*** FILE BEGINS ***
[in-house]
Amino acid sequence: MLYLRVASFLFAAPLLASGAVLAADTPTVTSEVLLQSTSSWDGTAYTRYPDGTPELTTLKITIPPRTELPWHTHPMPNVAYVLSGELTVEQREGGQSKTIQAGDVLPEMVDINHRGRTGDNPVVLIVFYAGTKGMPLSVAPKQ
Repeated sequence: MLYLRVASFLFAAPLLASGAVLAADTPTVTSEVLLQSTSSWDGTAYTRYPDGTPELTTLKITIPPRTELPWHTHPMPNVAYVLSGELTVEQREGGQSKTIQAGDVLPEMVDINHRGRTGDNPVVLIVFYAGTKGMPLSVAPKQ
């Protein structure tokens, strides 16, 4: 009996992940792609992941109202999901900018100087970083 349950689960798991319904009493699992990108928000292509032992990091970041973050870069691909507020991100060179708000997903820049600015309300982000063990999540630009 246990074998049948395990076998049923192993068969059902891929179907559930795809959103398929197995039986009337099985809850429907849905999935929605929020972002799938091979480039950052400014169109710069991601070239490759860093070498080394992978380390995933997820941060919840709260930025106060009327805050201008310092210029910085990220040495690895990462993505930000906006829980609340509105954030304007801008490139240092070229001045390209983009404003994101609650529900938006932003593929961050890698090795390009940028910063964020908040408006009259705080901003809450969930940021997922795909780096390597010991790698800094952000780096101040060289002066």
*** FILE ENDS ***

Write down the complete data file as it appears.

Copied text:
[in-house]
Amino acid sequence: MLYLRVASFLFAAPLLASGAVLAADTPTVTSEVLLQSTSSWDGTAYTRYPDGTPELTTLKITIPPRTELPWHTHPMPNVAYVLSGELTVEQREGGQSKTIQAGDVLPEMVDINHRGRTGDNPVVLIVFYAGTKGMPLSVAPKQ
Repeated sequence: MLYLRVASFLFAAPLLASGAVLAADTPTVTSEVLLQSTSSWDGTAYTRYPDGTPELTTLKITIPPRTELPWHTHPMPNVAYVLSGELTVEQREGGQSKTIQAGDVLPEMVDINHRGRTGDNPVVLIVFYAGTKGMPLSVAPKQ
């Protein structure tokens, strides 16, 4: 009996992940792609992941109202999901900018100087970083 349950689960798991319904009493699992990108928000292509032992990091970041973050870069691909507020991100060179708000997903820049600015309300982000063990999540630009 246990074998049948395990076998049923192993068969059902891929179907559930795809959103398929197995039986009337099985809850429907849905999935929605929020972002799938091979480039950052400014169109710069991601070239490759860093070498080394992978380390995933997820941060919840709260930025106060009327805050201008310092210029910085990220040495690895990462993505930000906006829980609340509105954030304007801008490139240092070229001045390209983009404003994101609650529900938006932003593929961050890698090795390009940028910063964020908040408006009259705080901003809450969930940021997922795909780096390597010991790698800094952000780096101040060289002066």